Because we value results generated by real-world testing, we don’t utilize timedemos. The possible exceptions might be Futuremark’s 3DMark Vantage and Unigine’s Heaven 2.1. Though neither of these are games, both act as robust timedemos. We choose to use them as they’re a standard where GPU reviews are concerned.

All of our results are captured with the help of Beepa’s FRAPS 3.2.3, while stress-testing and temperature-monitoring is handled by OCCT 3.1.0 and GPU-Z, respectively.

For those interested in the exact settings we use for each game, direct screenshots can be seen below:

Colin McRae: Dirt 2

Colin McRae: Dirt 2 - Settings

Colin McRae: Dirt 2 - Settings

Just Cause 2

Just Cause 2 - Settings

Mafia II

Mafia II - Settings

Metro 2033

Metro 2033 - Settings

StarCraft II

StarCraft II - Settings

Colin McRae: Dirt 2

It’s not that often that faithful PC gamers get a proper racing game for their platform of choice, but Dirt 2 is one of those. While it is a “console port”, there’s virtually nothing in the game that will make that point stand out. The game as a whole takes good advantage of our PC’s hardware, and it’s as challenging as it is good-looking.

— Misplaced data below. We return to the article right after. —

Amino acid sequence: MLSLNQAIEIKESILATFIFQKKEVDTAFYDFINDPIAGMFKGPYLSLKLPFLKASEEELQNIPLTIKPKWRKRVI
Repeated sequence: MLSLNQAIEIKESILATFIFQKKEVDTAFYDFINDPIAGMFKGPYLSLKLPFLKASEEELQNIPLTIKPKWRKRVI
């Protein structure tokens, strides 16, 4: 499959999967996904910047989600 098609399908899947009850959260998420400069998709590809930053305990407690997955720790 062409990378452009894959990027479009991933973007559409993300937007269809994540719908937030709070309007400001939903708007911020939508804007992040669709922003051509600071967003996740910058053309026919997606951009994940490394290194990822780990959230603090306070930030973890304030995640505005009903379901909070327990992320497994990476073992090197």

Colin McRae: Dirt 2

Manual Run-through: The race we chose to use in Dirt 2 is the first one available in the game, as it’s easily accessible and features a lot of GPU-pounding effects that the game has become known for, such as realistic dust and water effects, a large on-looking crowd of people and fine details on and off the track. Each run-through lasts the entire two laps, which comes out to about 2.5 minutes.

I admit that I expected a bit more out of both HD 6900 cards here. The HD 5870 managed to out-pace the HD 6950, and likewise, NVIDIA’s GTX 570 proved about 10% faster than the HD 6970 at 1920×1080. Let’s see if this trend continues.

Just Cause 2

Just Cause 2 might not belong to a well-established series of games, but with its launch, it looks like that might not be the case for long. The game offers not only superb graphics, but an enormous world to explore, and for people like me, a countless number of hidden items to find around it. During the game, you’ll be scaling skyscrapers, racing through jungles and fighting atop snow-drenched mountains. What’s not to like?

Just Cause 2